In 2006 state law required the department of education to create a Dropout Prevention Office. The purpose was to provide resources to help local school districts increase their graduation rate -- thereby improving the rate for the entire state. The graduation rate then was 61% and lawmakers asked the department to improve to 85% by 2019.
Darein Spann with the Mississippi Association of Educators says the goal was met.
“So the fact that there’s a high or an increase in the graduation rate shows that the Mississippi education system is producing or preparing kids to be successful and to be able to live in a global society,” said Spann.
However, State Auditor Shad White says the department’s progress was made in part by changing how it calculates the graduation rate -- by no longer counting students who needed to repeat the 12th grade.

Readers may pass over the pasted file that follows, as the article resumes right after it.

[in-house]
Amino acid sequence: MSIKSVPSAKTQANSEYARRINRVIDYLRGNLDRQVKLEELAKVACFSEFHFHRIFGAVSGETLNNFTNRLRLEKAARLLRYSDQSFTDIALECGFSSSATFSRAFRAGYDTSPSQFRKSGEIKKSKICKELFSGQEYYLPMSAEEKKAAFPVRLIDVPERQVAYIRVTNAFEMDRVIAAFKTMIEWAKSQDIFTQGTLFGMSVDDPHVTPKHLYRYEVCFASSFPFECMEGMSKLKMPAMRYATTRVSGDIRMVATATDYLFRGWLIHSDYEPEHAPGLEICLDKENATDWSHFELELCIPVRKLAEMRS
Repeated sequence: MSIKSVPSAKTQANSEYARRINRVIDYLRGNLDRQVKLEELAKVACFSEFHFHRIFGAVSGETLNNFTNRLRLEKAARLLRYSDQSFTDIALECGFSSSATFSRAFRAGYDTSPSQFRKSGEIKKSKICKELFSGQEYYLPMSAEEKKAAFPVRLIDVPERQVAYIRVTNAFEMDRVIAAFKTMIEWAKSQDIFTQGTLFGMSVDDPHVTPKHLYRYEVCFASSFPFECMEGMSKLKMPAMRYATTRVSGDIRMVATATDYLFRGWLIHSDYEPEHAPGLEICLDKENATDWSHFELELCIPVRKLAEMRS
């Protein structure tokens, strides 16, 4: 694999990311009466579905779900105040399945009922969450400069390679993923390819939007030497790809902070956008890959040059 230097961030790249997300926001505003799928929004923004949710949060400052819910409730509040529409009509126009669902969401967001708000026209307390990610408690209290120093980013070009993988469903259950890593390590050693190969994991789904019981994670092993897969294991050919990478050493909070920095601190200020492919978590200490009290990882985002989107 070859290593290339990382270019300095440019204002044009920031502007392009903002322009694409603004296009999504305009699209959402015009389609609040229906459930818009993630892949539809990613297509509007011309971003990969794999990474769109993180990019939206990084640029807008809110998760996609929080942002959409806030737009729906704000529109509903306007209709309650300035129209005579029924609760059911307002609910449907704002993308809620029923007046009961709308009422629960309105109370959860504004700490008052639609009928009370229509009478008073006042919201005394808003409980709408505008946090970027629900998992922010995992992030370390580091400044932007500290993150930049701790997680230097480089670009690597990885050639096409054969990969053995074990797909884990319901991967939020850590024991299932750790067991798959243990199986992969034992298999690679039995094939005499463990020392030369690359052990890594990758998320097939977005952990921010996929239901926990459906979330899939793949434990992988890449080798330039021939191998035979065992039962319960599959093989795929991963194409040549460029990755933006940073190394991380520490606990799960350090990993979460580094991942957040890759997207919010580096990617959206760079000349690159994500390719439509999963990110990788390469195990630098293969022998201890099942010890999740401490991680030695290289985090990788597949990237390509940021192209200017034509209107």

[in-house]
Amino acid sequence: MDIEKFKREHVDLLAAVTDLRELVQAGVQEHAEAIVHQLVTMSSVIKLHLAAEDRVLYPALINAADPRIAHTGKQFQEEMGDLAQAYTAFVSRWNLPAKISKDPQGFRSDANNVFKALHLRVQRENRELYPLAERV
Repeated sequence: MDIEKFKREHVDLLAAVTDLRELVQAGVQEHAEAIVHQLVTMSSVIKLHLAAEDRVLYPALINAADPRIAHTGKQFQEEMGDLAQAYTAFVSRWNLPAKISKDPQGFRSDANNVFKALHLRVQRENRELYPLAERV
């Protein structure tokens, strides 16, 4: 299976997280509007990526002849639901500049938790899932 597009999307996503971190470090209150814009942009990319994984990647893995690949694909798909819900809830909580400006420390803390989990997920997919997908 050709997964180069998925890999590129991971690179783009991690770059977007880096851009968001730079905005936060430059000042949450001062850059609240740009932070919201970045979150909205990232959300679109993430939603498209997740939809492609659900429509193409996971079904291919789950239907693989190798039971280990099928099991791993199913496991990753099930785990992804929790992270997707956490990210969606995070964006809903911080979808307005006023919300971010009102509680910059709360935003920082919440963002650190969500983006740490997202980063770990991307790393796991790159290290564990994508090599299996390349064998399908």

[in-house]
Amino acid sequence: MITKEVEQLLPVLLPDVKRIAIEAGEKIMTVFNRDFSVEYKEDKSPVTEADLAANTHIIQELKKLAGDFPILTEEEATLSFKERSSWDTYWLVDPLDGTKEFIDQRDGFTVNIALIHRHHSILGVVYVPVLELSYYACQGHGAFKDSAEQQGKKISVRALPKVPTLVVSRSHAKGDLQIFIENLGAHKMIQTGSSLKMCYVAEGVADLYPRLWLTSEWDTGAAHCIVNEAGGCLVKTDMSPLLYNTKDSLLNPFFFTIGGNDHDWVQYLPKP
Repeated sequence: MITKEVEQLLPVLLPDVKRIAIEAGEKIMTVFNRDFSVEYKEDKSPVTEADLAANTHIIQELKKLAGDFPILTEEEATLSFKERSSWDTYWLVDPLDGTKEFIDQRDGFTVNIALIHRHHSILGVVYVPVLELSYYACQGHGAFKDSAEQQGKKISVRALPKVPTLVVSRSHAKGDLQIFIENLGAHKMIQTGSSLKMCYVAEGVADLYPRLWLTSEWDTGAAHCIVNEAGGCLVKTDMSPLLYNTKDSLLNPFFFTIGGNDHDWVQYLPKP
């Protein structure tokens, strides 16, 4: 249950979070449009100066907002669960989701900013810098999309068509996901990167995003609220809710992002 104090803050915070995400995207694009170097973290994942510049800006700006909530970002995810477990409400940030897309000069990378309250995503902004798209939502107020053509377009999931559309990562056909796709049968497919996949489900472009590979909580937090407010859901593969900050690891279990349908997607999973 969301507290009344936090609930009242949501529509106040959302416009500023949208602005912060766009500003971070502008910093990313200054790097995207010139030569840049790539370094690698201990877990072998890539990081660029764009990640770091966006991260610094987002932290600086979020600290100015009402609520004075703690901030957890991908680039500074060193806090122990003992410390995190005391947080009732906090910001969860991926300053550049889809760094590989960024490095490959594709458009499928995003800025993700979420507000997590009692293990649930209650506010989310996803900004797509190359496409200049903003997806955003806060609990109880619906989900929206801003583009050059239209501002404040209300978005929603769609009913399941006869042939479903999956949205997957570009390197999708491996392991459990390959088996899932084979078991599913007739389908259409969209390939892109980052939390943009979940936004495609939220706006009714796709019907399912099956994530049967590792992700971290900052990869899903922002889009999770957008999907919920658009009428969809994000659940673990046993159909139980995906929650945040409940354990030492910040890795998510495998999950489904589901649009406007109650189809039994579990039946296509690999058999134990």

“By changing the way they calculated it, they gave themselves a boost of about 9.7 percentage points toward a higher graduation rate,” said White.
“And unfortunately for them, they also did not tell the legislature that they changed that method of calculation.”
In a statement, State Superintendent of Education Carey Wright says the audit completely ignores the progress made in performance by schools and disregards their agency-wide dropout prevention efforts.
Wright says those efforts increased the state’s graduation rate to an all-time high of 85%, up from 74.5% in 2014. She says the department’s graduation rate is based on federal guidelines.
Auditor White says MDE has a responsibility to follow the law and his office recommends the department continue the Dropout office and hire the staff needed.